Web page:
Ane Mulligan said...

Shannon, I'm so tickled for you!! You've worked hard. May this be a huge blessing to those who read it. :)

Susan J. Reinhardt said...

Congrats, Shannon! Wow, 30 years, and I thought my 8-year journey was long. May this be the beginning of a long and blessed time as a published author.

Shannon McNear said...

Thank you so much for your kind words, Elaine! We really do have to make that choice to not dwell in the envy and resentment. I'm so glad I could be an encouragement!

Shannon McNear said...

Henry, I second what Ane said!! This post is the perfect example--I can't tell you how I agonized over it! And yet, there are many who need the reassurance that yes, we aren't crazy for plugging along in this gig. Hang onto that sense of His calling! He does not revoke that, however dark the path might be.

Shannon McNear said...

Thank you so much, Ane dear!!! <3

Shannon McNear said...

Susan, thanks so much! And crazy, isn't it?? This would be why God doesn't tell us ahead of time how long things might take ... we definitely would give up! :-D

Elaine Stock said...

"What if the person you're words will reach and change their life isn't ready yet?" Wow, Ane. Double and triple wow. I've never thought of God's timing based upon this. Maybe this whole waiting issue can be viewed as an exciting opportunity to see what and who God is lining up for us to touch, and for them to extend the blessing to others and bounce back to us.

Patricia Bradley said...

Congratulations, Shannon! My journey was similar to yours except it took 32 years to get a book contract. It's funny how the years seem to slip by but I learned to enjoy the journey along the way. And realize it's all in God's Timing! Can't wait to read your story!

Anonymous said...

Very Inspiring Blog!
Congratulations and blessings,

Sheila Webster
Editor-In-Chief
Fellowscript

Angie Arndt said...

What a wonderful, inspiring post, Shannon! I'm so glad you're finally seeing the fruit of your waiting.

It's gotten to the point that even my mom wonders why I'm still writing. LOL! It's just like you said, I can't stop. I love the quote, "Maybe it isn’t a matter of what we’re doing being wrong, but the timing being wrong." I think you're right: it's just a matter of time. And if it ever happens for me, it'll be in God's time.

So proud of you!

Carol McClain said...

I don't know why I NEED to be published, need to be read--but the long, discouraging process cuts. I'm "old" and a thirty year wait looks probably--should I live thirty more. Oh wait--I've been working at it maybe 8 years...so now I'm rambling. Thanks for your thoughts.

Shannon McNear said...

Thank you, Pat! I heard your story not too long ago and found it encouraging as well--I knew you could relate. :-)

Shannon McNear said...

Thank you, Sheila!

Shannon McNear said...

Ah, thank you, Angie dear! Yes, it's hard when even our moms wonder why ... but we write because we must. Hugs!! Your journey will be worth it, as well!

Shannon McNear said...

It does cut, Carol! So, so difficult to watch that door open for others, over and over, and not for us. Blessings and peace over your own heart as you continue to walk this road!

Michelle Griep said...

Honestly, I don't know why it's taken a publisher so long to notice your stellar writing. Wait a minute. Yes, I do. God's timing, not mine or yours.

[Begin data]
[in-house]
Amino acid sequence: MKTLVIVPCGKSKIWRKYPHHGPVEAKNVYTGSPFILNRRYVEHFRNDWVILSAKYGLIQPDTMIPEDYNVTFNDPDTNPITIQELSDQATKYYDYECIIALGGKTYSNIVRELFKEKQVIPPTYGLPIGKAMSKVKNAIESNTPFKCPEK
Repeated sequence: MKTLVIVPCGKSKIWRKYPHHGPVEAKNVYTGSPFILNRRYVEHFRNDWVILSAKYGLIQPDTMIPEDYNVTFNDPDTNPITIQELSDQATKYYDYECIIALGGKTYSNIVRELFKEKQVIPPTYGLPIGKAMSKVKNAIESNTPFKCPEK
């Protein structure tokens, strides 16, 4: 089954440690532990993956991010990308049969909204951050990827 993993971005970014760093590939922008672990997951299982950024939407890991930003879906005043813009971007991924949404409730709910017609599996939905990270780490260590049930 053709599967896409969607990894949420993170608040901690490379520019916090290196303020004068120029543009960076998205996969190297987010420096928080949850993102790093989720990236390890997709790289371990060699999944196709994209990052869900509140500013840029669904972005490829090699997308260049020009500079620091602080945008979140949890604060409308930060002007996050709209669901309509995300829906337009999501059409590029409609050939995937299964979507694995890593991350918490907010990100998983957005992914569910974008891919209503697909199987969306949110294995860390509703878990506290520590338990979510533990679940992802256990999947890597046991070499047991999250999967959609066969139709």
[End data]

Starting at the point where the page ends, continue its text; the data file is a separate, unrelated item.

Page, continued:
Shannon McNear said...

Absolutely, Michelle. :-)

Ellen Andersen said...

Great post. I've felt the urge to quit too, mostly from thinking I'm not like the other writers I know and meet with regularly.

But in the last few weeks I realized that God made those folks to be them, with their own journey. He made me to have my own journey. That helped rid me of the tendency to compare myself to them.

Carrie Fancett Pagels said...

As long as we're being obedient to God we have to trust in His perfect timing. I told my son today that if God told me to stop writing tomorrow I would. And I know He'd give me peace about it. But He hasn't told me to and I'll keep on. Many blessings to you Shannon!

Shannon McNear said...

It's hard not to make those comparisons, Ellen. Realizing others had their own journeys was something I had to do as well! Thank your for sharing. :-)

Shannon McNear said...

It's amazing how it all boils down to trust, isn't it? And it's so difficult sometimes to distinguish between all those voices in our head.

Blessings to you as well, Carrie dear!

Ane Mulligan said...

Carrie, If God ever asked you to quit, He'd prepare you first by removing the joy and passion for writing. When He wanted me to turn from drama to writing, that's exactly what He did. It became a chore and the joy was gone. When I finally did what He asked, I found the joy and passion in writing. :)

Martha W. Rogers said...

Yes, Shannon, God's timing is most important. Most women my age would have given up simply because of their age. I prayed and knew the Lord was telling me to keep going, so I did. My advice to others is like yours. God has a special reason for waiting, so keep writing and pray and have patience. I'll be 78 next birthday, and I'm still writing. So glad YOU didn't quit. Like Ane said, as long as the joy and passion are there, persevere.

Martha W. Rogers said...

You're right, Ellen, and the journey He has for you will not be like anyone else's. He knows you better than anyone else, and He has great plans because you are you.

Shannon McNear said...

Martha, you have been such an inspiration to me!! Thank you for the encouragment. <3

Martha W. Rogers said...

Thank you, Shannon. I love to encourage writers, especially those who are still waiting for publication.